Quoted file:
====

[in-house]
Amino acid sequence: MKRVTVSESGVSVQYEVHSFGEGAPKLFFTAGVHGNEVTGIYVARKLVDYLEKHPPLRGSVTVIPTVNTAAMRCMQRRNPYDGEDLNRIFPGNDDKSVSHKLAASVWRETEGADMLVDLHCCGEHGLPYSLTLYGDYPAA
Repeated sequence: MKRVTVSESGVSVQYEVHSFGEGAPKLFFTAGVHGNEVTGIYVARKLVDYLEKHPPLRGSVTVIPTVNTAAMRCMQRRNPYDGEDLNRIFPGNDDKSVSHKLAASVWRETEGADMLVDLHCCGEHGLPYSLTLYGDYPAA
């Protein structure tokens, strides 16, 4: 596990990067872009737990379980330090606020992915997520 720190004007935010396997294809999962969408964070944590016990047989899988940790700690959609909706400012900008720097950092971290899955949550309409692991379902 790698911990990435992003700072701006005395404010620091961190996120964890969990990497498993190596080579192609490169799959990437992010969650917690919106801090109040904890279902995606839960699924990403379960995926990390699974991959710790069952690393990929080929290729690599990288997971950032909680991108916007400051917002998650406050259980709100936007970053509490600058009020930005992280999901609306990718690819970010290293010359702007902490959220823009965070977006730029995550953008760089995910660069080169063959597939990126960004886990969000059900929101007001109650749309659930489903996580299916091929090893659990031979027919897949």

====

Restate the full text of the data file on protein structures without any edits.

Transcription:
[in-house]
Amino acid sequence: MKRVTVSESGVSVQYEVHSFGEGAPKLFFTAGVHGNEVTGIYVARKLVDYLEKHPPLRGSVTVIPTVNTAAMRCMQRRNPYDGEDLNRIFPGNDDKSVSHKLAASVWRETEGADMLVDLHCCGEHGLPYSLTLYGDYPAA
Repeated sequence: MKRVTVSESGVSVQYEVHSFGEGAPKLFFTAGVHGNEVTGIYVARKLVDYLEKHPPLRGSVTVIPTVNTAAMRCMQRRNPYDGEDLNRIFPGNDDKSVSHKLAASVWRETEGADMLVDLHCCGEHGLPYSLTLYGDYPAA
């Protein structure tokens, strides 16, 4: 596990990067872009737990379980330090606020992915997520 720190004007935010396997294809999962969408964070944590016990047989899988940790700690959609909706400012900008720097950092971290899955949550309409692991379902 790698911990990435992003700072701006005395404010620091961190996120964890969990990497498993190596080579192609490169799959990437992010969650917690919106801090109040904890279902995606839960699924990403379960995926990390699974991959710790069952690393990929080929290729690599990288997971950032909680991108916007400051917002998650406050259980709100936007970053509490600058009020930005992280999901609306990718690819970010290293010359702007902490959220823009965070977006730029995550953008760089995910660069080169063959597939990126960004886990969000059900929101007001109650749309659930489903996580299916091929090893659990031979027919897949």